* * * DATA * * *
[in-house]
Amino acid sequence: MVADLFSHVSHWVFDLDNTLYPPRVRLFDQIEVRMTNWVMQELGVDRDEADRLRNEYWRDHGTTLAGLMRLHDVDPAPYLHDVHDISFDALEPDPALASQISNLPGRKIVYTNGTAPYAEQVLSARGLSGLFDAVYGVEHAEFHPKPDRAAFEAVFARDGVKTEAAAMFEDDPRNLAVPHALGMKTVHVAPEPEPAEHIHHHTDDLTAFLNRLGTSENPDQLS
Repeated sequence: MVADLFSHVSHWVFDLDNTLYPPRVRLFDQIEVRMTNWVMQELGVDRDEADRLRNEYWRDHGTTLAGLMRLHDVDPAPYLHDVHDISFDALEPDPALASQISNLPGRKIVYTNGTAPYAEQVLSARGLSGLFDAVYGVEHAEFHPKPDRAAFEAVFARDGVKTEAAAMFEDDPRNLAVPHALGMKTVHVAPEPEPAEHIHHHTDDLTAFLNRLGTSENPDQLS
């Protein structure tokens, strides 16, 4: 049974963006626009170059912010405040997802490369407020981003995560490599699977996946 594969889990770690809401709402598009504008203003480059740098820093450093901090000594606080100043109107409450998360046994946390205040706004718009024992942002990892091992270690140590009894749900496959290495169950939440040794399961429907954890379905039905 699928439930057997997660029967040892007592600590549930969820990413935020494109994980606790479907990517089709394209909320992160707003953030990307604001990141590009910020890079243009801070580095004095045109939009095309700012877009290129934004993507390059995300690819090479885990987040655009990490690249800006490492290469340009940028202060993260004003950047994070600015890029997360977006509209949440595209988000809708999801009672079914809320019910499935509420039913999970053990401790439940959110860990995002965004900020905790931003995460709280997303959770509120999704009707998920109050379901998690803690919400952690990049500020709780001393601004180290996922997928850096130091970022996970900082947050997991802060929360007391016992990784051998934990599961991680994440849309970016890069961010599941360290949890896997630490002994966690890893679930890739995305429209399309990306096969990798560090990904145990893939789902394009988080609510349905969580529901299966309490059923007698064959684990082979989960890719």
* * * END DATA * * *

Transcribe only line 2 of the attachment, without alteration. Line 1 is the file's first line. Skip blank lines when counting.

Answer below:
Amino acid sequence: MVADLFSHVSHWVFDLDNTLYPPRVRLFDQIEVRMTNWVMQELGVDRDEADRLRNEYWRDHGTTLAGLMRLHDVDPAPYLHDVHDISFDALEPDPALASQISNLPGRKIVYTNGTAPYAEQVLSARGLSGLFDAVYGVEHAEFHPKPDRAAFEAVFARDGVKTEAAAMFEDDPRNLAVPHALGMKTVHVAPEPEPAEHIHHHTDDLTAFLNRLGTSENPDQLS